Black Dog Books 2013
Paperback, 289 pp
What a talented writer Carole Wilkinson is, seemingly able to turn her creative hand to any genre. Not many writers have the chance to publish their novels twice either! This is exactly what Carole did with Stagefright – you will enjoy the anecdote of how this came about at the end of this hugely funny but also insightful book.
Velvet S. Pye is feeling very hard done by – with the sudden plunge of the family fortunes from very comfortably off to pretty well destitute, Velvet has lost everything she considers important. She’s lost her clarinet and her piano, there are no more luxury holidays, her old friends have deserted her and worst of all she can no longer attend St Theresa’s Anglican Ladies College. Instead she is forced to attend her local state high school Yarrabank High – which is not only apparently full of feral students but has no music or dramatic program of any description, all available funding being poured into the school’s sporting program. For a girl who despises sport, landing in the middle of a school renowned for its sporting prowess, headed up by a sports mad Principal Kislinski, there could be no worse fate.
Bringing all her energy to finding a way to get out of sport, Velvet finally convinces Mr Kislinski that she is completely and utterly without any aptitude for any kind of physical activity and is off the hook. Her delight with her success is short-lived however, when she finds the alternative for the very few non-sporting students is a Cultural Studies class, populated by a small but particularly bizarre group of misfits the like of which she has never before encountered, including jaded teacher Mr MacDonald.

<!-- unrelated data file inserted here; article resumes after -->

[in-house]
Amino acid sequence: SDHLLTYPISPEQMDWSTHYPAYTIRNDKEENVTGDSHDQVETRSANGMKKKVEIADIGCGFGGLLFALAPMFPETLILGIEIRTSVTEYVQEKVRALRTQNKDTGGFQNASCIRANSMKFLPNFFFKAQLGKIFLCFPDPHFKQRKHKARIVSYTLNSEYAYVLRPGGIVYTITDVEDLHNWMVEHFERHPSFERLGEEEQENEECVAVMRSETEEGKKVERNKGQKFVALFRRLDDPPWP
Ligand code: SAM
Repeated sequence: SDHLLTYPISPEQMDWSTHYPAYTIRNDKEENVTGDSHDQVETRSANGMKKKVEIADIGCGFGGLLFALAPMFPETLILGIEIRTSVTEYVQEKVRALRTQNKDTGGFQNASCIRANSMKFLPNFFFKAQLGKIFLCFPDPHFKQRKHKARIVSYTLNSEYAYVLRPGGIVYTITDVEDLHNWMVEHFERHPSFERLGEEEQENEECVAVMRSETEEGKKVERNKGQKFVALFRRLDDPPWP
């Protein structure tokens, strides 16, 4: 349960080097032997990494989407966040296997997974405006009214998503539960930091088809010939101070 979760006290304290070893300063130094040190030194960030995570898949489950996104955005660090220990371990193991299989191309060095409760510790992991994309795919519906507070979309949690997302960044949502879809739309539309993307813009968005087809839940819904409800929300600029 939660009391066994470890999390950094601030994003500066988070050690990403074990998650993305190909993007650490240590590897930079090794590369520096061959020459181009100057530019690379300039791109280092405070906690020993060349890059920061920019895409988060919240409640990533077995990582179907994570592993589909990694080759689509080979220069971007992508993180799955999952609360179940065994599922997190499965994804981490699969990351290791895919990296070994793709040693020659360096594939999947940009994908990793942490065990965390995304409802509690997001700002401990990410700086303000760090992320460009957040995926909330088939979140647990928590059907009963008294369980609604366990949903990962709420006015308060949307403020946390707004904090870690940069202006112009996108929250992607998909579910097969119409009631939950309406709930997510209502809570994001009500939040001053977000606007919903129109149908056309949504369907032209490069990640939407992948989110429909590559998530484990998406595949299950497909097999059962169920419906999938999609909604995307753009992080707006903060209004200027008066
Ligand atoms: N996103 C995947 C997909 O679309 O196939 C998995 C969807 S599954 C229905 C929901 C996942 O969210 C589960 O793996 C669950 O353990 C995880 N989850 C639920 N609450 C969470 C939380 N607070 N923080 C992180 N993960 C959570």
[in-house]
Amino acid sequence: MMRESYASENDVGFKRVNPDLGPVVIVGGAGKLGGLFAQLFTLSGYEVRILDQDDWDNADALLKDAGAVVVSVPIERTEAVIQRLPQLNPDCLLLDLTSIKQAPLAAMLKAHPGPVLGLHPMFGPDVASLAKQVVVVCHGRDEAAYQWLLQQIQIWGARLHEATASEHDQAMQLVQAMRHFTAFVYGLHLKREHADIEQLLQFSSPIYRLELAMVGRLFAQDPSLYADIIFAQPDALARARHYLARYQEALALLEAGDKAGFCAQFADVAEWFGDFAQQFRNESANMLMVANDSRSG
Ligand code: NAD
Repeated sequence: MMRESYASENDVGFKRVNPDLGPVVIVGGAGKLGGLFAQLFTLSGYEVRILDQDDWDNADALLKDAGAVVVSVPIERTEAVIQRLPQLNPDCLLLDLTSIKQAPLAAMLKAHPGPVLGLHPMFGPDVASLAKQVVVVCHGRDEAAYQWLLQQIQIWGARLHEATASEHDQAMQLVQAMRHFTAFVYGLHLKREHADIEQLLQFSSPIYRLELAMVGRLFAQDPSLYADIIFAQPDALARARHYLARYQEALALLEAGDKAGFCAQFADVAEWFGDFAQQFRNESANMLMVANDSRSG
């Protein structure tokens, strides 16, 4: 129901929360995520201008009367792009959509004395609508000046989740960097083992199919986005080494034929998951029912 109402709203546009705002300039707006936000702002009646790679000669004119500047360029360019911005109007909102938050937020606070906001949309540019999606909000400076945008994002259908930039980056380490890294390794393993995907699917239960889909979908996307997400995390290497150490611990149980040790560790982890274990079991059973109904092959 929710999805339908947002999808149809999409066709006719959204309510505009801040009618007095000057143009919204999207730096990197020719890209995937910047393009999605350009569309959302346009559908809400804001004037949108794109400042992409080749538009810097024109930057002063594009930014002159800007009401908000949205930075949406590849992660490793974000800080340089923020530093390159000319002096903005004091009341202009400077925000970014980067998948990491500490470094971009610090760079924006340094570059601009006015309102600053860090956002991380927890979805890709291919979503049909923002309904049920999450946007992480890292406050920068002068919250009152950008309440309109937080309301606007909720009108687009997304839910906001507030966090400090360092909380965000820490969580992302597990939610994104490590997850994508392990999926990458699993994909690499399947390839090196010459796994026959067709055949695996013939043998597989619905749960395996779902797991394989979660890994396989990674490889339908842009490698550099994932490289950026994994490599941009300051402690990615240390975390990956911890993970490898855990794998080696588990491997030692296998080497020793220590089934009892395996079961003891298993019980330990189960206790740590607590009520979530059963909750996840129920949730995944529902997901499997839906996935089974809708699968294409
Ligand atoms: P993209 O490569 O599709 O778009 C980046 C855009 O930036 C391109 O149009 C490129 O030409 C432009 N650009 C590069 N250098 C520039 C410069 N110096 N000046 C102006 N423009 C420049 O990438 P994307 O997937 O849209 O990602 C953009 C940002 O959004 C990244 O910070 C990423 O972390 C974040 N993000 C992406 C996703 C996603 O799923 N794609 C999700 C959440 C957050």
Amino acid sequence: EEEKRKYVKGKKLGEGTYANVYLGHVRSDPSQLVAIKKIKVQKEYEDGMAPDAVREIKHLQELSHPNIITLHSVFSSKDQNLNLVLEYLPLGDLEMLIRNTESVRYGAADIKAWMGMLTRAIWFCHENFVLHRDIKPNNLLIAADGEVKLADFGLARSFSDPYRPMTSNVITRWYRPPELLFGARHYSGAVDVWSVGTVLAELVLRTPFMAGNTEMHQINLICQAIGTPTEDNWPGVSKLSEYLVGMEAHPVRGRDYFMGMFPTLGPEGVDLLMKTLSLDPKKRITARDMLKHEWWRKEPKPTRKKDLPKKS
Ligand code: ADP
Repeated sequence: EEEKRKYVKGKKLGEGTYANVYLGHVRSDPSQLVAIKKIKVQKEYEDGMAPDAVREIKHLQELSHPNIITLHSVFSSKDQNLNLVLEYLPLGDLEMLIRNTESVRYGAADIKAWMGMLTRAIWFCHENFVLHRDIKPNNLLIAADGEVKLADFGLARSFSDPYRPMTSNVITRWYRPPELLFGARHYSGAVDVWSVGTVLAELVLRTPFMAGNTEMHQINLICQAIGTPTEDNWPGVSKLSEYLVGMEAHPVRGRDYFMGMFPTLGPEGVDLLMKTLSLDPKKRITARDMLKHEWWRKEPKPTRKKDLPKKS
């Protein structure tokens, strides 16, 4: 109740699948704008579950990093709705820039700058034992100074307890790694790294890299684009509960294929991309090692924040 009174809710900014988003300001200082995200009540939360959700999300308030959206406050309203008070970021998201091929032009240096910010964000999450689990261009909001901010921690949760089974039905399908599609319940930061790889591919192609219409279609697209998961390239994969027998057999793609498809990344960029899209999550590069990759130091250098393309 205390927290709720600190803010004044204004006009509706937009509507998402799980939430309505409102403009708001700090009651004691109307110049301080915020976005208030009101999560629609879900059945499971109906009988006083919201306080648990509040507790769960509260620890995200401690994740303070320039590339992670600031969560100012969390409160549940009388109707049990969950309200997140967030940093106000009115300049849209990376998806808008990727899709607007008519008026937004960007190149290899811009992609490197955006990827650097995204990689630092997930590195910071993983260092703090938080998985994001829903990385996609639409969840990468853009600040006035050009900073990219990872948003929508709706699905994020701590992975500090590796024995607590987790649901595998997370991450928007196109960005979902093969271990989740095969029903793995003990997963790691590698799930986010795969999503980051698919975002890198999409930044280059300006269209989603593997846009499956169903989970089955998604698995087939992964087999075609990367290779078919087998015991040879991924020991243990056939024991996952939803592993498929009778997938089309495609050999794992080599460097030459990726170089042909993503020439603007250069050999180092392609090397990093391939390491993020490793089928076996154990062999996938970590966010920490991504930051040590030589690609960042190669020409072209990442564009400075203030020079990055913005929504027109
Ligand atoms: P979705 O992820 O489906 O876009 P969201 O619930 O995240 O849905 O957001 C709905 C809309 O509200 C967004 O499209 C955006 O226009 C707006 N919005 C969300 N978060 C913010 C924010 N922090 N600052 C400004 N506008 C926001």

No doubt motivated by his annoyance with this bunch of no-hopers, Mr Kislinski charges the group with living up to the Cultural Studies title and ‘giving back to the school’ by producing a performance for the school’s anniversary celebrations. With no budget, zero motivation and apparently few skills, – the Cultural Studies group surprise themselves bonding into a supportive team of friends with a modicum of various talents, in the process turning Shakespeare’s Richard the Third into a rock musical.
A continuing thread of hilarity runs through this novel and I found myself laughing out loud on several occasions, but underlying the humour is a strong message about what is most valuable in one’s life, not judging on appearances and tolerance. Carole Wilkinson suggests it is possible that there will be another Yarrabank High novel and I for one will look forward to encountering the students and staff again.
Recommended for readers 13 + – it would work well as read aloud for both boys and girls though I think boys might be put off by the rather ‘girly’ looking cover.